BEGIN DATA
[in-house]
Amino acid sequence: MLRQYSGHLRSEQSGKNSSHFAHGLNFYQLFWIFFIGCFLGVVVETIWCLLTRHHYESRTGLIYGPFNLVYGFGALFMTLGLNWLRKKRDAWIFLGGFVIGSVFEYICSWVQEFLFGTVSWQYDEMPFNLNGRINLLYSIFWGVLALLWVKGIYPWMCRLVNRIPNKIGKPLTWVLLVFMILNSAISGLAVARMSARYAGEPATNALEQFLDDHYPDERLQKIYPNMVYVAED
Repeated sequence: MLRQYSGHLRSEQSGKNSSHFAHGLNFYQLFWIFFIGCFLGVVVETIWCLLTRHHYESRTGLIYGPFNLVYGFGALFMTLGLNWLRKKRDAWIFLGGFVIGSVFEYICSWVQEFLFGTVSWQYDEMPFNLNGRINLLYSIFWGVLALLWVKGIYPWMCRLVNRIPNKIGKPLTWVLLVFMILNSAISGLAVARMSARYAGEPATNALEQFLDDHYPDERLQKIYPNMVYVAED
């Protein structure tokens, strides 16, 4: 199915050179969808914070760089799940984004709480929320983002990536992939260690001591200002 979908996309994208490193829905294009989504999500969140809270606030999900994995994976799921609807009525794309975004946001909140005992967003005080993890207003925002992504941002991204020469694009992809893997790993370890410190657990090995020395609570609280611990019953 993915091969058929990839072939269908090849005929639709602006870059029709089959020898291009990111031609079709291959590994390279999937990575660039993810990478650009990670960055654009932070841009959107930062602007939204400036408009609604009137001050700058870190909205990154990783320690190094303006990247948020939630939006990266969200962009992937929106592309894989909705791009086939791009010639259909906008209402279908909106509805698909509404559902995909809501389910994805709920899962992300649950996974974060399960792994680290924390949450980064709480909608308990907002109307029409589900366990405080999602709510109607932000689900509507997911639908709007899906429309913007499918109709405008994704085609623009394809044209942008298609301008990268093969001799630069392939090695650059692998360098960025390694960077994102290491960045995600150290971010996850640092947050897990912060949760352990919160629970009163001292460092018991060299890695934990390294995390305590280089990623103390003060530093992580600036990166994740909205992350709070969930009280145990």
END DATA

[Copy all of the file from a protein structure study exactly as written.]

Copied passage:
[in-house]
Amino acid sequence: MLRQYSGHLRSEQSGKNSSHFAHGLNFYQLFWIFFIGCFLGVVVETIWCLLTRHHYESRTGLIYGPFNLVYGFGALFMTLGLNWLRKKRDAWIFLGGFVIGSVFEYICSWVQEFLFGTVSWQYDEMPFNLNGRINLLYSIFWGVLALLWVKGIYPWMCRLVNRIPNKIGKPLTWVLLVFMILNSAISGLAVARMSARYAGEPATNALEQFLDDHYPDERLQKIYPNMVYVAED
Repeated sequence: MLRQYSGHLRSEQSGKNSSHFAHGLNFYQLFWIFFIGCFLGVVVETIWCLLTRHHYESRTGLIYGPFNLVYGFGALFMTLGLNWLRKKRDAWIFLGGFVIGSVFEYICSWVQEFLFGTVSWQYDEMPFNLNGRINLLYSIFWGVLALLWVKGIYPWMCRLVNRIPNKIGKPLTWVLLVFMILNSAISGLAVARMSARYAGEPATNALEQFLDDHYPDERLQKIYPNMVYVAED
């Protein structure tokens, strides 16, 4: 199915050179969808914070760089799940984004709480929320983002990536992939260690001591200002 979908996309994208490193829905294009989504999500969140809270606030999900994995994976799921609807009525794309975004946001909140005992967003005080993890207003925002992504941002991204020469694009992809893997790993370890410190657990090995020395609570609280611990019953 993915091969058929990839072939269908090849005929639709602006870059029709089959020898291009990111031609079709291959590994390279999937990575660039993810990478650009990670960055654009932070841009959107930062602007939204400036408009609604009137001050700058870190909205990154990783320690190094303006990247948020939630939006990266969200962009992937929106592309894989909705791009086939791009010639259909906008209402279908909106509805698909509404559902995909809501389910994805709920899962992300649950996974974060399960792994680290924390949450980064709480909608308990907002109307029409589900366990405080999602709510109607932000689900509507997911639908709007899906429309913007499918109709405008994704085609623009394809044209942008298609301008990268093969001799630069392939090695650059692998360098960025390694960077994102290491960045995600150290971010996850640092947050897990912060949760352990919160629970009163001292460092018991060299890695934990390294995390305590280089990623103390003060530093992580600036990166994740909205992350709070969930009280145990």